Journal of Orthopedic Research and Therapy (ISSN: 2575-8241)

Article / editorial

"Doctor and Patient: Time Travelers"

Jaime Hinzpeter*

University of Chile, Clinical Hospital University of Chile, Santiago Chile, Chile

*Corresponding author: Jaime Hinzpeter, University of Chile, Clinical Hospital University of Chile, Santiago Chile, Chile

Received Date: 16 April, 2020; Accepted Date: 23 April, 2020; Published Date: 30 April, 2020


From ancient times to the present day, the doctor-patient relationship has maintained certain characteristics intact. One of these characteristics is conversation, which has been preserved, in essence, in an unaltered manner.

Diseases in antiquity were attributed to religious and magical causes. In ancient Persia, a magician, connoisseur of the hidden forces of nature, conversed with his patient and prescribed potions or concoctions to heal his ailment (which eventually occurred if the wrath of the angry god was appeased). This ancient magician, an ancestral version of a modern doctor, remained the same for many centuries, until the Renaissance. During this era, the priests (a variant of the magician), with their vast knowledge of plants, rituals and astrology, began dedicating themselves to the healing of diseases [1].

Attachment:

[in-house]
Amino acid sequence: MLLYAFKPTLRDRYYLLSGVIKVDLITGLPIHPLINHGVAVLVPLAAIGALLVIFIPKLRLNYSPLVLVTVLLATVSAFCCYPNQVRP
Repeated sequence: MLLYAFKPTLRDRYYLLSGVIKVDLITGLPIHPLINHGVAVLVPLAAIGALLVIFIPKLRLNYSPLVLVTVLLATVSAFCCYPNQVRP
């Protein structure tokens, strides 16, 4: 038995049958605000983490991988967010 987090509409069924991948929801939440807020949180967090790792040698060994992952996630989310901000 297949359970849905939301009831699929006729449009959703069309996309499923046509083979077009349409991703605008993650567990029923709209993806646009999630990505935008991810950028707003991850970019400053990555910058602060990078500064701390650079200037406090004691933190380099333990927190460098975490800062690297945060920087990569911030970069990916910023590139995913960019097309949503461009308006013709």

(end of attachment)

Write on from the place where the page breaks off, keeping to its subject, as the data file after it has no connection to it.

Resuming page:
The Renaissance is a curious case. In the hands of artists and the world of culture, rather than through the doctors themselves, the development of medicine found an evolution and contribution. Renaissance Patrons left their mark (and offspring) in many areas. With their fortune, they promoted the arts and thought in general, and the new conception of the world at that time (a conception based on the individual), motivated their search and study. Nevertheless, great advances, such as surgery, would have to wait for many years to come. The subsequent Baroque era and Industrial Revolution paved the way for modernity. Modern medicine transformed the cause of an ailment, attributed at that time to divine punishment, into one of cellular biological origin. The works of Virchow, Pasteur, Koch, and many others were fundamental in determining the causes of the disease, starting from the description of the patient’s symptoms (or the specific complaint) [2]. Modernity has enriched the doctor-patient relationship with tangible advances. They are as numerous as they are important. Let us take one, for example, X rays. Electromagnetic waves, which produced black and white tones, would allow you to “see” what was going on inside the body.

The wrath of the gods of antiquity became limited to evidence revealed by archeological investigations. The complexity of the world and what surrounds it was made, in time (over centuries), understandable and approachable. A complexity that accompanied the human being himself, made up of body and soul. With the development of “physical” medicine: surgeries, examinations and instrumentation, theories about the consciousness (or unconsciousness) of the human being were also developed. Sigmund Freud, Fritz Pearl, and Carl Jung played a fundamental role in psychoanalysis and Gestalt, among others, which targeted the human mind. Today, in retrospect, those contributions to psychotherapy and the treatment of mental illnesses were of enormous value [3].